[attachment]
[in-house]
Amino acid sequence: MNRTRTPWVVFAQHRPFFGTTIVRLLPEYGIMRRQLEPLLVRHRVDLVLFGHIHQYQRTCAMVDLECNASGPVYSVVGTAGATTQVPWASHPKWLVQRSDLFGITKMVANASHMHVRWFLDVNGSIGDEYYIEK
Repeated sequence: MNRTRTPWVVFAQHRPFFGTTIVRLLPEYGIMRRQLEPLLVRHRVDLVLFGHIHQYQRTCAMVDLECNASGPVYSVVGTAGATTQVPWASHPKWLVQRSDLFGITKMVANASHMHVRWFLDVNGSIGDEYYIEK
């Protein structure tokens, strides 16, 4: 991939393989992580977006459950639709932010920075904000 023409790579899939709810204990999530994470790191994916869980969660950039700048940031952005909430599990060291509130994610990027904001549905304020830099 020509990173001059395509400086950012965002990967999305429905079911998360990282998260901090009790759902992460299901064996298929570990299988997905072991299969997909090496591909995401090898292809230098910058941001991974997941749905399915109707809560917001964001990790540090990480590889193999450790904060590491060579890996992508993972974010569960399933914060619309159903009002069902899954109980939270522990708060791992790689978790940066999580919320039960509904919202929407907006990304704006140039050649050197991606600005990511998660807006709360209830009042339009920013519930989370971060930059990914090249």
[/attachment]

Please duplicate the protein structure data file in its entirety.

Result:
[in-house]
Amino acid sequence: MNRTRTPWVVFAQHRPFFGTTIVRLLPEYGIMRRQLEPLLVRHRVDLVLFGHIHQYQRTCAMVDLECNASGPVYSVVGTAGATTQVPWASHPKWLVQRSDLFGITKMVANASHMHVRWFLDVNGSIGDEYYIEK
Repeated sequence: MNRTRTPWVVFAQHRPFFGTTIVRLLPEYGIMRRQLEPLLVRHRVDLVLFGHIHQYQRTCAMVDLECNASGPVYSVVGTAGATTQVPWASHPKWLVQRSDLFGITKMVANASHMHVRWFLDVNGSIGDEYYIEK
């Protein structure tokens, strides 16, 4: 991939393989992580977006459950639709932010920075904000 023409790579899939709810204990999530994470790191994916869980969660950039700048940031952005909430599990060291509130994610990027904001549905304020830099 020509990173001059395509400086950012965002990967999305429905079911998360990282998260901090009790759902992460299901064996298929570990299988997905072991299969997909090496591909995401090898292809230098910058941001991974997941749905399915109707809560917001964001990790540090990480590889193999450790904060590491060579890996992508993972974010569960399933914060619309159903009002069902899954109980939270522990708060791992790689978790940066999580919320039960509904919202929407907006990304704006140039050649050197991606600005990511998660807006709360209830009042339009920013519930989370971060930059990914090249």